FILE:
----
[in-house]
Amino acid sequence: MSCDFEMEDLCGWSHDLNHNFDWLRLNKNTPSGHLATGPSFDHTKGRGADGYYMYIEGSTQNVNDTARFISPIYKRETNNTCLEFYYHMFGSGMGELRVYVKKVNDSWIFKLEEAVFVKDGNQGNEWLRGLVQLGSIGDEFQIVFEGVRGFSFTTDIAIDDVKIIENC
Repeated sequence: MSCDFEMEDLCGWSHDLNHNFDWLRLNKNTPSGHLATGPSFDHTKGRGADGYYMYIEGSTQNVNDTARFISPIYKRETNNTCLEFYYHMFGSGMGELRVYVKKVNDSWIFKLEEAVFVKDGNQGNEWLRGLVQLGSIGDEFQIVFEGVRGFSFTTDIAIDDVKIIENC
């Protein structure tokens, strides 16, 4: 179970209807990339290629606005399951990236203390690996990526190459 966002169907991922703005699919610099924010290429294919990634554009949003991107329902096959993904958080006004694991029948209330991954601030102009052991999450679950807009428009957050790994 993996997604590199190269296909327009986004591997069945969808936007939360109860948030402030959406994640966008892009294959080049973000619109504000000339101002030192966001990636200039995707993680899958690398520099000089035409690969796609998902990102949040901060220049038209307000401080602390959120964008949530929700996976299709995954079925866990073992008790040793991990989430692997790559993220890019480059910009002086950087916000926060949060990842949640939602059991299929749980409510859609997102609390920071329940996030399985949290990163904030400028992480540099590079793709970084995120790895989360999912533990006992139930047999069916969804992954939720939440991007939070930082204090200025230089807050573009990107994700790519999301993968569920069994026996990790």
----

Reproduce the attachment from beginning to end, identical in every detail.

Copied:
[in-house]
Amino acid sequence: MSCDFEMEDLCGWSHDLNHNFDWLRLNKNTPSGHLATGPSFDHTKGRGADGYYMYIEGSTQNVNDTARFISPIYKRETNNTCLEFYYHMFGSGMGELRVYVKKVNDSWIFKLEEAVFVKDGNQGNEWLRGLVQLGSIGDEFQIVFEGVRGFSFTTDIAIDDVKIIENC
Repeated sequence: MSCDFEMEDLCGWSHDLNHNFDWLRLNKNTPSGHLATGPSFDHTKGRGADGYYMYIEGSTQNVNDTARFISPIYKRETNNTCLEFYYHMFGSGMGELRVYVKKVNDSWIFKLEEAVFVKDGNQGNEWLRGLVQLGSIGDEFQIVFEGVRGFSFTTDIAIDDVKIIENC
């Protein structure tokens, strides 16, 4: 179970209807990339290629606005399951990236203390690996990526190459 966002169907991922703005699919610099924010290429294919990634554009949003991107329902096959993904958080006004694991029948209330991954601030102009052991999450679950807009428009957050790994 993996997604590199190269296909327009986004591997069945969808936007939360109860948030402030959406994640966008892009294959080049973000619109504000000339101002030192966001990636200039995707993680899958690398520099000089035409690969796609998902990102949040901060220049038209307000401080602390959120964008949530929700996976299709995954079925866990073992008790040793991990989430692997790559993220890019480059910009002086950087916000926060949060990842949640939602059991299929749980409510859609997102609390920071329940996030399985949290990163904030400028992480540099590079793709970084995120790895989360999912533990006992139930047999069916969804992954939720939440991007939070930082204090200025230089807050573009990107994700790519999301993968569920069994026996990790």